Eileen Collins is well prepared for taking command of delivering the $1.5 billion Chandra to space. She has logged over 5,000 hours in 30 different types of aircraft and has over 419 hours in space. In February of 1995, she became the first female shuttle pilot, flying STS-63 to rendezvous with the Russian Space Station Mir. Her experience was put to the test during the launch of Columbia, when an electrical short knocked out one set of computers for the Shuttle's main engines, an instrumentation display in the cockpit failed and the engines ran out of fuel several seconds early, leaving the Shuttle in a lower than expected orbit. Collins took all this in stride and proceeded to release Chandra on schedule with all satellite systems functioning perfectly. On Sunday, July 25, she got a call via a ham radio link from commander Viktor Afanasyev aboard the Mir Space Station. "I would like to congratulate you from the bottom of my heart," he said, "You are a courageous woman."
Eileen Collins has achieved the dream she spoke of at the White House when she was named Space Shuttle commander. "When I was a child, I dreamed about space - I admired pilots, astronauts, and I've admired explorers of all kinds. It was only a dream that I would someday be one of them. It is my hope that all children, boys and girls, will see this mission and be inspired to reach for their dreams, because dreams do come true!" And so they do.
Books of Interest:
Astronauts by Allison Lassieur. Describes how astronauts are trained and how they live and work in space and discusses some famous male and female astronauts. Targeted for younger readers.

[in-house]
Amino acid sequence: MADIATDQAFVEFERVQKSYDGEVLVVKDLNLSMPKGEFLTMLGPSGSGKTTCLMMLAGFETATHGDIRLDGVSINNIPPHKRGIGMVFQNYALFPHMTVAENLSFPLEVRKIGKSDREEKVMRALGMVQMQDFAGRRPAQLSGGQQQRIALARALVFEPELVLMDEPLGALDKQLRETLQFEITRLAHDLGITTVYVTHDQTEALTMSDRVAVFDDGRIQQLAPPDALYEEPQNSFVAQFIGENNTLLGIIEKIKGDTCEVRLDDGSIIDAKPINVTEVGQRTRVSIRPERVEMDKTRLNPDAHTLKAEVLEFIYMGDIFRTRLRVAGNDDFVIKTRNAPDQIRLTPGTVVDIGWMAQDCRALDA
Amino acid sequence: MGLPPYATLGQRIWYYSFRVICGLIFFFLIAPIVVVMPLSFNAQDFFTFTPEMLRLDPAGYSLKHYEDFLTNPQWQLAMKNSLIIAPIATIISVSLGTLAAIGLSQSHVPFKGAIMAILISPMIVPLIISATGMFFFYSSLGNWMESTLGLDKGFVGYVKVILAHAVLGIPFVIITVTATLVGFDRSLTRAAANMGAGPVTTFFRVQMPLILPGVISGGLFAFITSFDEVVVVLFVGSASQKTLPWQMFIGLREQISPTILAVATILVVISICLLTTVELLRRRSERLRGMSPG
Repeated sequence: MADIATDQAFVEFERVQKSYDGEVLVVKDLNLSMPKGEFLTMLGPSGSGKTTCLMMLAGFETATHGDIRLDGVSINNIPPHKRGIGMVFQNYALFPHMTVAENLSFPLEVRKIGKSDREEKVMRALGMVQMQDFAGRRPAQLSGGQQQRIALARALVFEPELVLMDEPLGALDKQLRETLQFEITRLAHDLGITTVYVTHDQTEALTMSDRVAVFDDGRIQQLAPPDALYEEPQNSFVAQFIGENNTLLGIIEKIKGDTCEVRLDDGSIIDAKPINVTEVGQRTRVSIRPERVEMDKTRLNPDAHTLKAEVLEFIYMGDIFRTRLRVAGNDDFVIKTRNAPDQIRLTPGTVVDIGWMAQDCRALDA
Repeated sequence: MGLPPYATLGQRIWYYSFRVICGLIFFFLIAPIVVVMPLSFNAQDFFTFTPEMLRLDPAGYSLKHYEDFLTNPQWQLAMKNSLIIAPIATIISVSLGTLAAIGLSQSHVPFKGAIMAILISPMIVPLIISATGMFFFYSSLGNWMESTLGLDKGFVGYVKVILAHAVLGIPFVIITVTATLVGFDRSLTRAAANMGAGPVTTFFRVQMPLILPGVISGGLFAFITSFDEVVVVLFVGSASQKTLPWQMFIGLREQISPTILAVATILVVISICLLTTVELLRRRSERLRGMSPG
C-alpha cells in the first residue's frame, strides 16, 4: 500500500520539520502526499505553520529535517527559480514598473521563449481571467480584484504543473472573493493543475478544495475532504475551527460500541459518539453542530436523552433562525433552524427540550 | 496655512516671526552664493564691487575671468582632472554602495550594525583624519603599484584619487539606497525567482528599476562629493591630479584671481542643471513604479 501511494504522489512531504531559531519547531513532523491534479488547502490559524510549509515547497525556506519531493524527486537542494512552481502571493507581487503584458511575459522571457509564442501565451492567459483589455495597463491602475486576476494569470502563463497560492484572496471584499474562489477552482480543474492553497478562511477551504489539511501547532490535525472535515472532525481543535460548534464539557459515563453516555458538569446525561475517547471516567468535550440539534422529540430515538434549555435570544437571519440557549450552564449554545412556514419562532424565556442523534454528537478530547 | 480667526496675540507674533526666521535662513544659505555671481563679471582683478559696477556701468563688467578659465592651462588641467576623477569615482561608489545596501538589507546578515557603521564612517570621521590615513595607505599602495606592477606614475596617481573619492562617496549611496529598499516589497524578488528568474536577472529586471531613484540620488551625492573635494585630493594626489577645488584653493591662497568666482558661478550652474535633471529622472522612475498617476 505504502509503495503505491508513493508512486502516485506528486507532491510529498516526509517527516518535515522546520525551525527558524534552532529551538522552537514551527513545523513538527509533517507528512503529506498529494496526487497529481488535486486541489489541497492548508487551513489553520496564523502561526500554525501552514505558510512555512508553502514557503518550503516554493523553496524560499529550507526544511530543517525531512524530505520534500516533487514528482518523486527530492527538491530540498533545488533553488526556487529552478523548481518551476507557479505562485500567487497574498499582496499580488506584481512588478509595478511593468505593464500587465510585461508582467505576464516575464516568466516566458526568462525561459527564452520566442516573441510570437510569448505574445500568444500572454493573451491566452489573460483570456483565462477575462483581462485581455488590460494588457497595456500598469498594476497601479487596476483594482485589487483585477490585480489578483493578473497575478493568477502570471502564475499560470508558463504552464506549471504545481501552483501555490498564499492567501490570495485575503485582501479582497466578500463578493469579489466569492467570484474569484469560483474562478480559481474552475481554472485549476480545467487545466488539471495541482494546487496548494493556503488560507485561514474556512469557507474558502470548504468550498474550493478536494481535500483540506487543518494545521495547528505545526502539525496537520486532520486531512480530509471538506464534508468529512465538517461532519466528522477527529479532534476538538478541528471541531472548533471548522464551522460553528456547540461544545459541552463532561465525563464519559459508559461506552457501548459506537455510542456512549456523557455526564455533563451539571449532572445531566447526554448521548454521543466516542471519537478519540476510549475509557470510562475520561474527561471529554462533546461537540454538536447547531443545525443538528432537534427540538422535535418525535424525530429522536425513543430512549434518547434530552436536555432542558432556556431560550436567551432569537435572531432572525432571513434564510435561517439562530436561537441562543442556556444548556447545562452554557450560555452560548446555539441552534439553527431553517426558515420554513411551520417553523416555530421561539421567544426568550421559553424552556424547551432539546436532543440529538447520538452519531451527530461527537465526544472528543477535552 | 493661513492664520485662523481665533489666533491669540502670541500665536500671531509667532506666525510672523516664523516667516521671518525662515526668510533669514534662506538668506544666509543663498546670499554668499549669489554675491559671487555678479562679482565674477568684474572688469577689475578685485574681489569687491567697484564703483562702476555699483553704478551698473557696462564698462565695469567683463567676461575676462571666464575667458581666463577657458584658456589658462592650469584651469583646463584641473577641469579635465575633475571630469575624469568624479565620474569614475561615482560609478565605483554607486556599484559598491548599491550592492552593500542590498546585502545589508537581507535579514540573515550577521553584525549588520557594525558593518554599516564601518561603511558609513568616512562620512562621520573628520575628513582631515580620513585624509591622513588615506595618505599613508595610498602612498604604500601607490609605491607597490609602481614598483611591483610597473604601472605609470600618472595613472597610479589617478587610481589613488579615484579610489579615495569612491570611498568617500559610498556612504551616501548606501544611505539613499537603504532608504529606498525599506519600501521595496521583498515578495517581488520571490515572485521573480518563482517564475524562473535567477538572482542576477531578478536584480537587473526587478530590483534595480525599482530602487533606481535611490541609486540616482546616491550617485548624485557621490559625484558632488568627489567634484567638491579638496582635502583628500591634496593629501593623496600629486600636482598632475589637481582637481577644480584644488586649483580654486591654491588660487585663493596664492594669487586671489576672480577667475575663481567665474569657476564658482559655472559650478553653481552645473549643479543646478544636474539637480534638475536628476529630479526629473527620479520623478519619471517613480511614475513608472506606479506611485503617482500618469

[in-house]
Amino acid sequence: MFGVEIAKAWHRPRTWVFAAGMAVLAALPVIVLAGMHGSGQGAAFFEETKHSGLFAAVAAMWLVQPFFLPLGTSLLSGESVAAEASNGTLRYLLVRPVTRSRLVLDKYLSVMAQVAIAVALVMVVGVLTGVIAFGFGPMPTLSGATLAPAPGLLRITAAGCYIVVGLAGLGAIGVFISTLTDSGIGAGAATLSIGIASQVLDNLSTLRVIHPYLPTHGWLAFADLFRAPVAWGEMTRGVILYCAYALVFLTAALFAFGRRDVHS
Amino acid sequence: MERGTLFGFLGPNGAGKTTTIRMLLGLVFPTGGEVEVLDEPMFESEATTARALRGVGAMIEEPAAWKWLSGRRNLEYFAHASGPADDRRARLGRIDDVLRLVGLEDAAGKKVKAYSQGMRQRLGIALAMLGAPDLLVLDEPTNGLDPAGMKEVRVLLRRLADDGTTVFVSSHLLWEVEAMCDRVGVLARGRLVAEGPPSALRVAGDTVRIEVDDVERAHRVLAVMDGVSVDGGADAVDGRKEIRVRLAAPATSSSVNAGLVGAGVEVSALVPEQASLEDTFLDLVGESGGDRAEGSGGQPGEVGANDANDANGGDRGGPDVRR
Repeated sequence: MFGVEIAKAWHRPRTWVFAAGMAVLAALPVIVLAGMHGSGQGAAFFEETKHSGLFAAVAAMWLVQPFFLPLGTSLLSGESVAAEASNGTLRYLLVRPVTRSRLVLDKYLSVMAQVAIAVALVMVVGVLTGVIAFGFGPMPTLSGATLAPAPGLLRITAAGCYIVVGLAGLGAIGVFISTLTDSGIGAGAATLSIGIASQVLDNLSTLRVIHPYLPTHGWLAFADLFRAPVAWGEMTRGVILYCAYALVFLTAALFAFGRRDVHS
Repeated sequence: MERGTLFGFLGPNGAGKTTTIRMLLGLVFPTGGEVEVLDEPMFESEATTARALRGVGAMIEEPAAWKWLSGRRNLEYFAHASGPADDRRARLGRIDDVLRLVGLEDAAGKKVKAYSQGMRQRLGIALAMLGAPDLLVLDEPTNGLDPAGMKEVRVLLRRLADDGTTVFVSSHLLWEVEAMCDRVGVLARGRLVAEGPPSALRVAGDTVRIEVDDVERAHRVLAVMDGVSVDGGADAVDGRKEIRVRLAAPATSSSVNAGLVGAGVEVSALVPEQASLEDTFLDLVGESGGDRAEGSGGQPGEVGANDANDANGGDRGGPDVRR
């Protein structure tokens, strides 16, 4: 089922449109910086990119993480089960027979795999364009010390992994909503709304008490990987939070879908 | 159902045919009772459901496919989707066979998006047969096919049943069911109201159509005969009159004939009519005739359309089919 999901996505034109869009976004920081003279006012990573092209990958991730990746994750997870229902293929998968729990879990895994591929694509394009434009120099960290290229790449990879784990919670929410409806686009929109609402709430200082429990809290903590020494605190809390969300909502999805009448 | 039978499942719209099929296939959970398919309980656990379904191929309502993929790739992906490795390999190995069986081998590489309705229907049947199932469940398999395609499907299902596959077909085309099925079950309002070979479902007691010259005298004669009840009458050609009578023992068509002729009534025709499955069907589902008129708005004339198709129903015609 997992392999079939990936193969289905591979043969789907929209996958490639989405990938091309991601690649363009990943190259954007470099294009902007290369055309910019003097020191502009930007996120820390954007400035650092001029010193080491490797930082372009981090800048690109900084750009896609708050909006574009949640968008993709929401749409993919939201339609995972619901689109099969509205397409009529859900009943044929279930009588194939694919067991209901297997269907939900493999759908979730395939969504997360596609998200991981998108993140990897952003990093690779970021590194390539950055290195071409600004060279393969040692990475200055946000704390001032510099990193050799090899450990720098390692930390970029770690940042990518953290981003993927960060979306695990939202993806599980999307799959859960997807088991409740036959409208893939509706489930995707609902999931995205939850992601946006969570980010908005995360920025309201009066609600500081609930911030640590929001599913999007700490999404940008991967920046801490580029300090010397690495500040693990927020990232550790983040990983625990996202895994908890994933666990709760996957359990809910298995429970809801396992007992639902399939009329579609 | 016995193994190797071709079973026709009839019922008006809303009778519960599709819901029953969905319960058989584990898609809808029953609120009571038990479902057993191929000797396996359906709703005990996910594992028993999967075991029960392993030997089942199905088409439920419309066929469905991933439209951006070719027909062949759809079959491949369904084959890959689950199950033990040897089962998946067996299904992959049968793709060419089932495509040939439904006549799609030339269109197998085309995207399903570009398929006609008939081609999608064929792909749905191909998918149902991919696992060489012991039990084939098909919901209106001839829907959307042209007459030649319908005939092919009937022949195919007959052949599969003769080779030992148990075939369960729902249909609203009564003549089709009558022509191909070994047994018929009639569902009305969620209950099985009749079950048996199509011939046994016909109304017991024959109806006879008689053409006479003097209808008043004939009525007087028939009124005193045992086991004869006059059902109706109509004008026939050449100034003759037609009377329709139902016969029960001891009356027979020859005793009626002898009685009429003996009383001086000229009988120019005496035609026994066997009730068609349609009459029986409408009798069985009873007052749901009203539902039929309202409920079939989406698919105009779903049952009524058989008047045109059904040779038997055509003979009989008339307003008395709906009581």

Women Astronauts with CDROM by Laura S. Woodmansee.
Sally Ride, First American Woman in Space by Carole Ann Camp. A biography of Sally Ride, who in 1983 became the first American woman to travel in space.
Mae Jemison by Sonia W. Black
Find Where the Wind Goes, Moments from My Life by Mae Jemison. Dr. Mae Jemison--chemical engineer, scientist, teacher, and the first African-American woman to go into space--shares the story of her life. In this autobiography, she traces her life from her childhood determination to fly into space to when she made history as she blasted into orbit aboard the space shuttle "Endeavor".
Countdown; A History of Space Flight T. A. Heppenheimer. The race to put a man on the moon provided the perfect metaphor for scientific achievement, one that challenged and captured the public imagination. Yet in addition to its science-fiction glamour, the space race served equally powerful and social objectives. Countdown provides the first overview of the period that explores the achievements and failures of all sides of the space race in their full historical context.
Also visit these related sites:
Support the Space Shuttle Children's Trust Fund - Learn how you can help support the 12 children left behind by the loss of Space Shuttle Columbia's crew, plus many other worthy causes.
Astronomylinks.com - astronomy and space links, shortcuts, favorites and bookmarks.
Don't Miss The Super Blue Blood Moon Event of 2018 - What are you doing this January 31? Make sure your plans include watching the Super Blue Blood Moon, likely the big sky show of 2018.
Copyright 1999 - 2018 by John E. Shepler. Contact me at: John (at) JohnShepler.com
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First Published: July 25, 1999 as part of A Positive Light